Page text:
[This first of a new series of opinion pieces from Games Brief writer Nicholas Lovell looks at how the issue of proper game crediting could lead to the emergence of unions in the games industry.] Last week, Michael Pachter, an investment analyst at Wedbush Securities caused a stir amongst game developers the world over. His crime? To declare that "unpaid crunch deserves no sympathy". I understand where Pachter is coming from: I used to be an investment banker and equity research analyst. From 1994-2003 (with a year out as CFO of a dot com startup) I analyzed media companies, advised them on raising capital and buying other businesses and I helped them understand how the internet was going to change their world. Bankers have a peculiar perspective on the world. It is a hyper-aggressive, well-paid industry filled with people who are extremely capable at fighting their own corner on remuneration. When looking at other industries (like games), they ask questions like these:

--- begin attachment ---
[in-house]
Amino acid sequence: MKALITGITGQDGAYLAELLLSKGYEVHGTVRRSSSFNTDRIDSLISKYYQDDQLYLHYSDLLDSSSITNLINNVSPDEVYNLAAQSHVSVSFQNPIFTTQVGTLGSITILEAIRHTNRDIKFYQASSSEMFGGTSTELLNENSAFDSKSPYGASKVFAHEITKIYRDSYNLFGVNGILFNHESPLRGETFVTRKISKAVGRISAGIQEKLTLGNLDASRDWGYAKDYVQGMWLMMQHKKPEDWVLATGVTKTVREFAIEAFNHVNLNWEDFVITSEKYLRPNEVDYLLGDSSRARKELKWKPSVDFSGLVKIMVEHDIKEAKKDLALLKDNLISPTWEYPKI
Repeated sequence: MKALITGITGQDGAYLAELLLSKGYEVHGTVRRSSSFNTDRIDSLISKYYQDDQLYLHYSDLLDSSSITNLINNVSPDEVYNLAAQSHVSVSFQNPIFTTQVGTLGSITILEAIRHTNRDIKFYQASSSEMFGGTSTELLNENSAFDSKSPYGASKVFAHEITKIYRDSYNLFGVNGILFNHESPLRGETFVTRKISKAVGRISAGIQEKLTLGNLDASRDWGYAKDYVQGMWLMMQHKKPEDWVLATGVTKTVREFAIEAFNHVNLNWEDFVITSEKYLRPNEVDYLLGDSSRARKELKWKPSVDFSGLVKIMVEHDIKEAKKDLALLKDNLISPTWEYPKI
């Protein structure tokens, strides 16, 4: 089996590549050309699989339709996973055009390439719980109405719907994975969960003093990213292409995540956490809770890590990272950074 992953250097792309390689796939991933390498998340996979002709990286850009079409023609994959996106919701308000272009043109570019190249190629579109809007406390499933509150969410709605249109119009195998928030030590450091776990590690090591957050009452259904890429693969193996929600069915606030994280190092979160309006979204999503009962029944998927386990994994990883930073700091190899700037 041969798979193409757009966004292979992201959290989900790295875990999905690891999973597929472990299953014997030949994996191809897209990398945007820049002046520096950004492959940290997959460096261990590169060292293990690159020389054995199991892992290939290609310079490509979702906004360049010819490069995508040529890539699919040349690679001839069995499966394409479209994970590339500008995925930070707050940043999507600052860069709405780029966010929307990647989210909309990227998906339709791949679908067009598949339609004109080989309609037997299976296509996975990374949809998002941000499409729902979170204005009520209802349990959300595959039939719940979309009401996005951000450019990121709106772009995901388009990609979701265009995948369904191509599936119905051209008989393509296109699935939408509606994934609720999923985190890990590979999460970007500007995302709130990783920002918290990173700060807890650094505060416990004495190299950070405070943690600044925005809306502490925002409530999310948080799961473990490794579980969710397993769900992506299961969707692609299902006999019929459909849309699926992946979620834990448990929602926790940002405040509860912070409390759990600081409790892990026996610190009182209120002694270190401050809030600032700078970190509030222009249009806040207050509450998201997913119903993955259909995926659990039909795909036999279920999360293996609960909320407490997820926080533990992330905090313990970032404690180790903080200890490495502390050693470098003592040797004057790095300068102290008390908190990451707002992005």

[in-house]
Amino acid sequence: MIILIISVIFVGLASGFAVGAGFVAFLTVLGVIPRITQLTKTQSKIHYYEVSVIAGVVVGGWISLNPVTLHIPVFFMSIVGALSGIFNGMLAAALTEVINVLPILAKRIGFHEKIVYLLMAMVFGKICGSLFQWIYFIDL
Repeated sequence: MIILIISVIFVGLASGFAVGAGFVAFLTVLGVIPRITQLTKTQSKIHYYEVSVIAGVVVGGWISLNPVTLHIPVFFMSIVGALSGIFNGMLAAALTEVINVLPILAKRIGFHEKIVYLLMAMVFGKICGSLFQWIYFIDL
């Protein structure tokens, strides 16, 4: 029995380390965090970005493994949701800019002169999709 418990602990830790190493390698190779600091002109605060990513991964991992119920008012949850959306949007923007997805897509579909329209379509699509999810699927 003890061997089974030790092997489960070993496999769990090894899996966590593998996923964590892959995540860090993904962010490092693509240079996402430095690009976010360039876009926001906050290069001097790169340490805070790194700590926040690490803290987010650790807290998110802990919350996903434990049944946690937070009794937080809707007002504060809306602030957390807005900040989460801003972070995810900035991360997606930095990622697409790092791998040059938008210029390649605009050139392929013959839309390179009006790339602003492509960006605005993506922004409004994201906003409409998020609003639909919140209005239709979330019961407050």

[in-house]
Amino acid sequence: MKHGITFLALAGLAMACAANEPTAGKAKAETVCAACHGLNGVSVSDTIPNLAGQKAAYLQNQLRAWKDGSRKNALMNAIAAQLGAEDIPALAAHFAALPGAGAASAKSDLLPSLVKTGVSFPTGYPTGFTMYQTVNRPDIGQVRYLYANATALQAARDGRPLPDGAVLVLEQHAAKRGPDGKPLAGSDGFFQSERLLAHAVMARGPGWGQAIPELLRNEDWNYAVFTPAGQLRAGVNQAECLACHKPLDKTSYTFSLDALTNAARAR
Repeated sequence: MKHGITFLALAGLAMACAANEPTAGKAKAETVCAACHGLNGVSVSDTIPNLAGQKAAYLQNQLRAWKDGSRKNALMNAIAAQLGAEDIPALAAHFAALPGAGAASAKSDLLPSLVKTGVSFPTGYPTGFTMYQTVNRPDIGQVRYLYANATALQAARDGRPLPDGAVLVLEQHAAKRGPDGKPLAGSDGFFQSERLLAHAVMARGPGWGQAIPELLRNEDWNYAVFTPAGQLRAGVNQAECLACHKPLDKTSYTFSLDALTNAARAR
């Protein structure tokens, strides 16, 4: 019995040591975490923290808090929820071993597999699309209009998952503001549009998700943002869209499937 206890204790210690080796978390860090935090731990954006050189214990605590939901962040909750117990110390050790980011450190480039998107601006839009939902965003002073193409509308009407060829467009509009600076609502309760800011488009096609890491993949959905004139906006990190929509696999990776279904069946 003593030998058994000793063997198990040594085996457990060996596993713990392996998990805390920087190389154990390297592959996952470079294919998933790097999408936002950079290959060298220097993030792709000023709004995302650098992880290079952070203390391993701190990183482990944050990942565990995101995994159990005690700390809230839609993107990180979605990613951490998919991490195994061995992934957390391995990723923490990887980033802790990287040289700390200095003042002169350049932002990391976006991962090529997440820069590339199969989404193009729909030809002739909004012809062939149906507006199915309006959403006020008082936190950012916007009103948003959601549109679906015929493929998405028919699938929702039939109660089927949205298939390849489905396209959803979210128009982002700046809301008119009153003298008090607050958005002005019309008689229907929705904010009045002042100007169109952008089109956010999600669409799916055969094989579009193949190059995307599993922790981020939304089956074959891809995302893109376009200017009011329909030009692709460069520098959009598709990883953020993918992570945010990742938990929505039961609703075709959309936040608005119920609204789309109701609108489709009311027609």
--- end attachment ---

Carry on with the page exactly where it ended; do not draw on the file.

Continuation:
- Are people clamoring to join the industry? Answer: yes. Just look at the number of games design, coding, art and general courses popping up at universities around the world.
- Are people in the industry well-paid? Answer: yes. Develop Magazine undertook a games industry salary survey, covering 400 games professionals globally and found that the median salary in the games industry was £31,509 ($52,422*). The mean (which is skewed due to a handful of senior figures who participated) was nearer £40,000 ($65,000).
- Is the industry being damaged by a lack of talent? Answer: from a commercial perspective, it doesn't look like it. The threats are coming from transition to digital, difficulties at retail, the challenges of picking winners in a creative industry and so on, not from a lack of talented people wanting to work in it.